The department of Homeland Security’s (DHS) and Cybersecurity and Infrastructure Security (CISA) asked U.S. citizens to be aware of scams and malicious cyber campaigns. Holidays are a busy season for cyber-attackers and scammers.
As this holiday season is near, the CISA encourages U.S. citizens to stay safe of potential holiday scams and malicious cyber campaigns, especially while browsing or shopping online, says CISA.
They also added cyber attackers have various methods to harm your security, like sending emails and ecards that contain malicious links or attachments infected with malware. They may also send spoofed emails and phony posts on a social network that may request support for deceitful charities or causes. These posts and emails could result in security breaches, identify theft, or financial loss.
Many government agencies from the U.K. and Australia have issued their own warnings about holiday cyber fraud at one point or another, same as FTC and DHS previously did in 2017 and 2018.
In the holiday season, scammers run seasonal campaigns that could result in security breaches or may lead to financial loss. For that CISA have encouraged users to follow the below action while browsing or shopping online:
Avoid to click on links in unsolicited emails and also be aware of
email attachments to avoid spoofing and phishing scams.
Use caution while browsing and shopping online.
Before you donate, check the charity’s authenticity.
Consumers have continuously been targeted by hackers who take the benefit of the holiday season to run themed scams via online advertisement, phishing emails, misleading sales calls, and event text messages.
Last year, the scam campaign was on delivering emails pretending to be Amazon order confirmations and targeted people who were shopping online for holiday gifts.
In this case, attackers attacked the victims with Emotet banking Trojan; it is a software that silently runs in the background and strokes logging details, stealing account credentials, and performing various other criminal activities on their computers.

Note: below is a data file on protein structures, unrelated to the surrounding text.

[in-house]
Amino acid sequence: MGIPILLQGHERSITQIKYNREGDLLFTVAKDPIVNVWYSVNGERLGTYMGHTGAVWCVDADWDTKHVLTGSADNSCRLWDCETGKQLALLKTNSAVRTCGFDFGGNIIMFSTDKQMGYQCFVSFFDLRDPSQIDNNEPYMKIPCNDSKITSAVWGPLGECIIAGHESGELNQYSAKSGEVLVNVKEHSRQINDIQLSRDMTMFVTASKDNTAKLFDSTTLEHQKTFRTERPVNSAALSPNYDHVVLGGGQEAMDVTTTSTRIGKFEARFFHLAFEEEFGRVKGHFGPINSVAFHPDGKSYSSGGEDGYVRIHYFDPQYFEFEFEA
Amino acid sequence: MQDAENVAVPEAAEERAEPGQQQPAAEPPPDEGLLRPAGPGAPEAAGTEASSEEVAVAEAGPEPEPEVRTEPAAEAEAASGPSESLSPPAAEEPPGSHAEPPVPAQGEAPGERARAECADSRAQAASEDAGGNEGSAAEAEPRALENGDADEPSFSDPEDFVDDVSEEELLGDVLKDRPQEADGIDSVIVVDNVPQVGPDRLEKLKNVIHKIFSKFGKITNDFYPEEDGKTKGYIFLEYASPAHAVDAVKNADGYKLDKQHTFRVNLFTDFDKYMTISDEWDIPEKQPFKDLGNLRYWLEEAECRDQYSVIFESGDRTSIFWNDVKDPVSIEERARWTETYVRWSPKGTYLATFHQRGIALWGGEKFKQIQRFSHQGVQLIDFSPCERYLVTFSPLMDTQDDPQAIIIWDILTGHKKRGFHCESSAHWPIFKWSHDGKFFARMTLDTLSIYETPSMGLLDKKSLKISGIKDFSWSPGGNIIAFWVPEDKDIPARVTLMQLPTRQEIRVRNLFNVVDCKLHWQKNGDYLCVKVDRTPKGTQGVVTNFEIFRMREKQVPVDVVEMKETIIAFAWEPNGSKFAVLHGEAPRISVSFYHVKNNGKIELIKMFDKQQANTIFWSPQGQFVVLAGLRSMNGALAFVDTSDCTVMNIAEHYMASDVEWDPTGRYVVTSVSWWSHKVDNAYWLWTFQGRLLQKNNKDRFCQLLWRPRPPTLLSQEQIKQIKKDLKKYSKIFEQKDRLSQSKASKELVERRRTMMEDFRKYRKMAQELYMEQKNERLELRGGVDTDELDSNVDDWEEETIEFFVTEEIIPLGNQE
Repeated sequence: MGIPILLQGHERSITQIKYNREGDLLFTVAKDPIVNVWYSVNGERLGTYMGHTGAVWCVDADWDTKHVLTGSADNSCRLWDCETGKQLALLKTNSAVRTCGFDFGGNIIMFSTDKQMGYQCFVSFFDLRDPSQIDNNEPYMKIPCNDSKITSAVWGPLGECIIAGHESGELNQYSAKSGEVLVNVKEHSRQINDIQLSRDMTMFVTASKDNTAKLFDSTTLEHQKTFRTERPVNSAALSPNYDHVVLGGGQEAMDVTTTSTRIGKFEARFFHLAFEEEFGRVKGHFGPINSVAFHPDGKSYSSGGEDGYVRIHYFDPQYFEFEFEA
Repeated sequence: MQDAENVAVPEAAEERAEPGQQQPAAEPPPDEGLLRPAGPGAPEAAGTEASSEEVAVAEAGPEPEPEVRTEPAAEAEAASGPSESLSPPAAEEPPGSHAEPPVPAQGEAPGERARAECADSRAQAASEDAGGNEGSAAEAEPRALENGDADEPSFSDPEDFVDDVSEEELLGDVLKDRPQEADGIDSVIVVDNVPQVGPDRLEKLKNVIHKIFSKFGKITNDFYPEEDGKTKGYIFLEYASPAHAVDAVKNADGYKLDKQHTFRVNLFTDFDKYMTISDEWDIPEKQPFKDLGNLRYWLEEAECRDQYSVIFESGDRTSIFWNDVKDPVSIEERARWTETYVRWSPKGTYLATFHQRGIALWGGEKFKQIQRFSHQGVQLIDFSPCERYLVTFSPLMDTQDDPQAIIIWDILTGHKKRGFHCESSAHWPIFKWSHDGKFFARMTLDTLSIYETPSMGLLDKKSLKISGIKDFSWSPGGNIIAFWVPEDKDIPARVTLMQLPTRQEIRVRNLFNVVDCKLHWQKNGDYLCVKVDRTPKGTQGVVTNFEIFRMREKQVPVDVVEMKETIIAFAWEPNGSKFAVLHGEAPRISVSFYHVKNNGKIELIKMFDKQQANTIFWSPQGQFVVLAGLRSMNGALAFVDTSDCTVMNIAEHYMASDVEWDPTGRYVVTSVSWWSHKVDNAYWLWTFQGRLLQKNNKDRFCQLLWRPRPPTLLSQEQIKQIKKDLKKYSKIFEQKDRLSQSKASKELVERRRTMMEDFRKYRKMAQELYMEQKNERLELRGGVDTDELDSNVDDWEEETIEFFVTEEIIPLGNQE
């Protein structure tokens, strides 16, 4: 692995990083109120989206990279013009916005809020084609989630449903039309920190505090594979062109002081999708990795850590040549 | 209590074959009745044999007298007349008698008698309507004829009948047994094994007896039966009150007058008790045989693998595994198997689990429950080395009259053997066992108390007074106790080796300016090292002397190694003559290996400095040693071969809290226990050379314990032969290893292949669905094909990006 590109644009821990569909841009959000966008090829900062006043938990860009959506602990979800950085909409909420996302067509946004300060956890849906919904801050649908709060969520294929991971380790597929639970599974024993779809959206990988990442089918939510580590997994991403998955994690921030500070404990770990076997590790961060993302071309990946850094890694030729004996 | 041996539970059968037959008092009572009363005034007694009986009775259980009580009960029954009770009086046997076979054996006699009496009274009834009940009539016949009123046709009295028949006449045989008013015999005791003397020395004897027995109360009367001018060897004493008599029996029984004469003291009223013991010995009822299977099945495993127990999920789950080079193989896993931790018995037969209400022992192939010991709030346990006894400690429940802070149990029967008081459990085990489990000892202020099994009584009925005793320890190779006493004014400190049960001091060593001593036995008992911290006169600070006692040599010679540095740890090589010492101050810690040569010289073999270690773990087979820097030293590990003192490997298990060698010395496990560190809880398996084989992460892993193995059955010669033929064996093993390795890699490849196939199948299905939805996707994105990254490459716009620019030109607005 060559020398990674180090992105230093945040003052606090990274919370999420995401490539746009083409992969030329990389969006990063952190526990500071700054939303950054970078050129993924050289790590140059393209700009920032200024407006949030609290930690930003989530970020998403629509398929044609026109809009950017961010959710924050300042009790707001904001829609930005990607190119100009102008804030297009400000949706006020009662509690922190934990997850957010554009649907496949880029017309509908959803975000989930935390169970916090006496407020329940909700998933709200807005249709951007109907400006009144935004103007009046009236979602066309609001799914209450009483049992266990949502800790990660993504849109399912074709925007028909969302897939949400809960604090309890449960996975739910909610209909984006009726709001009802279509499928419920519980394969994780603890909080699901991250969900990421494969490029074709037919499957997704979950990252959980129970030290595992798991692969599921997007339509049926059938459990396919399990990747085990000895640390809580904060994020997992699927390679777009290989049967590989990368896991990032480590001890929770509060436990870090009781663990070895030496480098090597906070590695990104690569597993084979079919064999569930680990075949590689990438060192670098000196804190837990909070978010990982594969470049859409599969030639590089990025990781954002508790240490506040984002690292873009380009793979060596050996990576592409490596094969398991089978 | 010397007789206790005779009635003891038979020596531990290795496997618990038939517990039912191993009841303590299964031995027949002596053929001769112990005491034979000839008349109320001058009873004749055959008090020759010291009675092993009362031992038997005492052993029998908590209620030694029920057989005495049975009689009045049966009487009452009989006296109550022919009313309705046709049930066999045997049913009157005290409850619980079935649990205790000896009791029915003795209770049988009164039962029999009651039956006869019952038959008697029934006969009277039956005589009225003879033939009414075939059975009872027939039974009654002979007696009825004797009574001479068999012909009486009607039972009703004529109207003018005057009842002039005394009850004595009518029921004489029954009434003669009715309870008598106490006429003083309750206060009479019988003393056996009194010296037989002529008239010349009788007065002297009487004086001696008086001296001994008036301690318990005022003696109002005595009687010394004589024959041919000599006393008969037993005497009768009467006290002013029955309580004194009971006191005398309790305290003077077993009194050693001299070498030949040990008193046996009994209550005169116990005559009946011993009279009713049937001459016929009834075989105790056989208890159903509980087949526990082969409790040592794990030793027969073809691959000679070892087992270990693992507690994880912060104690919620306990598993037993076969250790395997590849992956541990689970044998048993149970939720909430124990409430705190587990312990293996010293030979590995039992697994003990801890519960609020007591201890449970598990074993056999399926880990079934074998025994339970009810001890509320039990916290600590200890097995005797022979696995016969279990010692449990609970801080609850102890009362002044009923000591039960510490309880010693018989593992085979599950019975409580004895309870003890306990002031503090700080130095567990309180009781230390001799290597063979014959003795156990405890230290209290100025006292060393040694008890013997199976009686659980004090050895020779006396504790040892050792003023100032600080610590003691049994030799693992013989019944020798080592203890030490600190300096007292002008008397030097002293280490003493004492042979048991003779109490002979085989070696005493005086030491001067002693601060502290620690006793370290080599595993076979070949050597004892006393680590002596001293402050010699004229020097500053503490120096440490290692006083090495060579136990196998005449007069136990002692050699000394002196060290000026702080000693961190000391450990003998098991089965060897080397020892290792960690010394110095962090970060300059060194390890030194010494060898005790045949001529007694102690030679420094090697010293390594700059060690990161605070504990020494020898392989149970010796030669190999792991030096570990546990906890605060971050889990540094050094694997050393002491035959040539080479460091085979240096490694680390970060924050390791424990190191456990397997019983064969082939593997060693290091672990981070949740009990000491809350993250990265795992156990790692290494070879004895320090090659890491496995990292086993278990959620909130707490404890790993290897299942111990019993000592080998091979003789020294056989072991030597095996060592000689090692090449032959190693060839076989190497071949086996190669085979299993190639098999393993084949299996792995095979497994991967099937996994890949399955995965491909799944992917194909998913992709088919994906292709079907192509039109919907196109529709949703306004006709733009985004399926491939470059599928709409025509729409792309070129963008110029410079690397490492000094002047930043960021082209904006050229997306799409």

There are new scams campaigns run by cyber-attackers in every holiday, and it is quite scary to use the internet on holidays. Then how to play safely on the internet?
How to protect yourself from scammers?
CISA always provides a list of measures you can take to defend against cyber-attack on holiday shopping, phishing, and malware scams. The best advice is still to be careful while opening attachments or clicking links in unsolicited emails or messages.
Consumers are also warned to be cautious while browsing and shopping online on holidays as hackers and fraudsters are lively active. They can attack them by intercepting insecure transactions, by targeting unpatched systems and designing cloned sites and using email scam to infect their financial and personal information.
What if you believe you were a victim of holiday scams and malicious cyber campaigns? Consider the following steps:
1) File your complaint with the FBI’s Internet Crime Complaint Center (IC3).
2) Report cyber-attack to the police and file a report with the Federal Trade Commission.
3) Immediately close your accounts that have been compromised with the help of your financial institution.
4) Change your passwords that you might have revealed and do not use that password in the future. Avoid using the same passwords on multiple sites.
If you are a small or medium-sized business and worried about your business IT or don’t want to be the victim of any cyber-attacks, contact Fusion Factor for your business cybersecurity needs, and this holiday is cyber safe.
For more details on cybersecurity, contact us at (760) 940 4200.